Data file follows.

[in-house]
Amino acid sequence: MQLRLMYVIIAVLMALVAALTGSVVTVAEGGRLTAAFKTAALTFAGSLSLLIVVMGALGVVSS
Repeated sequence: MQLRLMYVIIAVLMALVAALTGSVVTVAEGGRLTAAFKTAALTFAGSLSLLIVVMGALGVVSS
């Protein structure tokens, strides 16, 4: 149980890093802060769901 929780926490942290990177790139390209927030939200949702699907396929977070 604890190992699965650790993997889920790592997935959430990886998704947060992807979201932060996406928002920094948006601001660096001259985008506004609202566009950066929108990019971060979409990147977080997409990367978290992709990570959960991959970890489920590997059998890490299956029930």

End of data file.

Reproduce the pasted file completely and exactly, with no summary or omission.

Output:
[in-house]
Amino acid sequence: MQLRLMYVIIAVLMALVAALTGSVVTVAEGGRLTAAFKTAALTFAGSLSLLIVVMGALGVVSS
Repeated sequence: MQLRLMYVIIAVLMALVAALTGSVVTVAEGGRLTAAFKTAALTFAGSLSLLIVVMGALGVVSS
């Protein structure tokens, strides 16, 4: 149980890093802060769901 929780926490942290990177790139390209927030939200949702699907396929977070 604890190992699965650790993997889920790592997935959430990886998704947060992807979201932060996406928002920094948006601001660096001259985008506004609202566009950066929108990019971060979409990147977080997409990367978290992709990570959960991959970890489920590997059998890490299956029930």